Quote:
Originally Posted by NajdorfDefense View Post
Don't get me wrong, love to see more informed stock discussion, but the people who know how to find alpha generally don't give it away for free
Personally, I don't worry so much about alpha as finding the right risk/reward ratio for me. Yes, I could do it with SPY/Bond Fund, and for many people that might be the right approach, but I prefer to be more involved than that. It's more interesting and there is an off chance I'll learn something... Also, I have enough broad market exposure in the 401ks.

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Originally Posted by NajdorfDefense View Post
tl/dr; or you could put a writeup in the trading thread when you put the position on, or create a monthly 'L-T 'value' thread'.
The trading thread isn't really the place for this type of discussion. And a "monthly" L-T value thread is silly. I don't buy anything I expect to hold less than a year (although I'm always open to the possibility that I made a mistake or the business might go downhill).
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Old 10-20-2011, 01:43 AM   #5
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Re: Value Investing and Longer Term Investing

Maybe the solution would be to start a skype group for people to discuss stuff like this? I would be interested in something like this.

I def wouldn't cut out blue chip stocks though. If you get rid of those then how are people supposed to know the companies you're talking about? It's not like you can pick a random small cap stock and find 10 people that have an informed opinion on it.
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Old 10-21-2011, 10:24 PM   #6
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Re: Value Investing and Longer Term Investing

3 replies in a couple days. i guess there is just not enough interest from people who would actually have something meaningful to contribute. I was gonna do a presentation on a couple sub $5 billion dollar companies.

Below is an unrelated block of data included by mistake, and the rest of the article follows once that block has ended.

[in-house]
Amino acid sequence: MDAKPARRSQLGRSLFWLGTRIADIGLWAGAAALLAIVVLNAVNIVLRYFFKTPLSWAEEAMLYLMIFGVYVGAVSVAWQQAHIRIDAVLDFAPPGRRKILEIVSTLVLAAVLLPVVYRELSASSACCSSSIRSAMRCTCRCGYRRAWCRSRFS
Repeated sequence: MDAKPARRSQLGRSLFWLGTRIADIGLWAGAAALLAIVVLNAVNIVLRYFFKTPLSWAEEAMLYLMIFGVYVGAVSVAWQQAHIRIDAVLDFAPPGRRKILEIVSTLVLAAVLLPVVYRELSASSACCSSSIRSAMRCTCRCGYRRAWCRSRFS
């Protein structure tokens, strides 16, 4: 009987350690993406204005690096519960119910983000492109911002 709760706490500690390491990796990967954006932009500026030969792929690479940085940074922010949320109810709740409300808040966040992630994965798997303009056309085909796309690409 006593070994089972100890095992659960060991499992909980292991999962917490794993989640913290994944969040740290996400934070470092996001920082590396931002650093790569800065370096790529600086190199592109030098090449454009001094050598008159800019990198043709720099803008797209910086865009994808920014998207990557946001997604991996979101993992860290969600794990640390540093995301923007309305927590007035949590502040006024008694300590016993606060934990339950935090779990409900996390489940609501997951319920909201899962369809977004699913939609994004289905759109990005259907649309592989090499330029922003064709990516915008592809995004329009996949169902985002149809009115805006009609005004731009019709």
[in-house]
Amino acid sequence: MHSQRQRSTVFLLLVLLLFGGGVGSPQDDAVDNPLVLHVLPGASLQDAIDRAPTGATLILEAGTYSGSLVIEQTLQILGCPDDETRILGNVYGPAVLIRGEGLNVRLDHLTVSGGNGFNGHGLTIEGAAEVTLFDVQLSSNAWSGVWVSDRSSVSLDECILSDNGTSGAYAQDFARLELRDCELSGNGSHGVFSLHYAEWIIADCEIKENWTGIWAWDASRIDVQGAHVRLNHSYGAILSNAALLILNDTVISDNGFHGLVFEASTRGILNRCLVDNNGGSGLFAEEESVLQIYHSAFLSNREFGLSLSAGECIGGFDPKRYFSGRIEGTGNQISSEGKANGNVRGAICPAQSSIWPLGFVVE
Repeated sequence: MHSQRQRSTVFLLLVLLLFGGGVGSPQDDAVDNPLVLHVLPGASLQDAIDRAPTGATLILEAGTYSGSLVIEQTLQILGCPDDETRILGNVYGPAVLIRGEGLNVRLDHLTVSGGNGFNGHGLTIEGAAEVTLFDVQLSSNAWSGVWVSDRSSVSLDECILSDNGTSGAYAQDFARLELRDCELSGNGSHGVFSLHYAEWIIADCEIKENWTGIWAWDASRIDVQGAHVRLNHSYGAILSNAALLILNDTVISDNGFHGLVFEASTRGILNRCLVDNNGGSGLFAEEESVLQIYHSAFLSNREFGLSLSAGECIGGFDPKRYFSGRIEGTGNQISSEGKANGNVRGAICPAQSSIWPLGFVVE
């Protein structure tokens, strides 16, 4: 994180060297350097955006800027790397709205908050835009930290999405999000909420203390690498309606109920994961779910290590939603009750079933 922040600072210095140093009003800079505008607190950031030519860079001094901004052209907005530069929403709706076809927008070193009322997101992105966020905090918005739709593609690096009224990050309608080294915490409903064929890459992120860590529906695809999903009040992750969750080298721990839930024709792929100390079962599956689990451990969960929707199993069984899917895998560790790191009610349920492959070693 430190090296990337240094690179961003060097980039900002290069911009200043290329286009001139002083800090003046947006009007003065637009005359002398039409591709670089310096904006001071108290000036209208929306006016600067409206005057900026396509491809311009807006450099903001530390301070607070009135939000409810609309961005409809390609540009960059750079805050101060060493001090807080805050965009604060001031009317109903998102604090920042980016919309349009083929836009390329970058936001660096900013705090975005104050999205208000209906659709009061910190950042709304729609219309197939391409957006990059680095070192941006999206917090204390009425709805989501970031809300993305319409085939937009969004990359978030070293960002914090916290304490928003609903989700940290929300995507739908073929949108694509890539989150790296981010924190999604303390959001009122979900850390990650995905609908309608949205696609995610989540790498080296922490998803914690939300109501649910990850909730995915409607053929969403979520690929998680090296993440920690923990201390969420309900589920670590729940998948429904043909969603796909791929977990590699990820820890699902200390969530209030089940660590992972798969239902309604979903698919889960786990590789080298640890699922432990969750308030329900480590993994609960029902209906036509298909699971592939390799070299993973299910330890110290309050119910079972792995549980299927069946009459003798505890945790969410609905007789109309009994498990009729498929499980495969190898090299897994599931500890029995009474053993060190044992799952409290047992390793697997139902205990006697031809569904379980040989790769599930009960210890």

Najor, sometimes even if someone is not fully qualified to analyze a company from a financial perspective they will have something to offer to the discussion. For example, I made a bunch of money off a company that was involved in IP litigation and I got fairly good analysis from a couple of my friends who are hot shot IP attorneys in NYC. Also since most of you guys are a bit younger than I am (I'm in my early 30s), and assuming many of you are in your early 20s -- you will see the world very differently from me.

For a discussion like this to work, all you need is to have smart people who are passionate about investing/learning about companies (hopefully with different expertise, background etc) participate . Part of the reason that stocks can be "mispriced" is that Wall Street often has the same perspective on things -- often they are right, but sometimes they are very wrong. Sometimes all you need is the right perspective.
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Old 10-21-2011, 11:15 PM   #7
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Re: Value Investing and Longer Term Investing

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Najor, sometimes even if someone is not fully qualified to analyze a company from a financial perspective they will have something to offer to the discussion.
Yes, but I don't see how that's pertinent to a value discussion. Same is true for growth stocks, IPOs, distressed firms, BK, restructurings, mergers, so I hope they share regardless!

Quote:
Also since most of you guys are a bit younger than I am (I'm in my early 30s), and assuming many of you are in your early 20s -- you will see the world very differently from me.
When I was in my early 30s I was working at Lehman, and I haven't worked there for several years now. I do agree that for the most part a 22-yr old -- even a very smart one -- will have no idea what a 'value' stock is, how to find one, analyze one, evaluate its merits and drawbacks, relative to market, industry, other parts of the capital structure, and etc. Half the professional managers I know can't do it accurately either. It's incredibly hard.

Quote: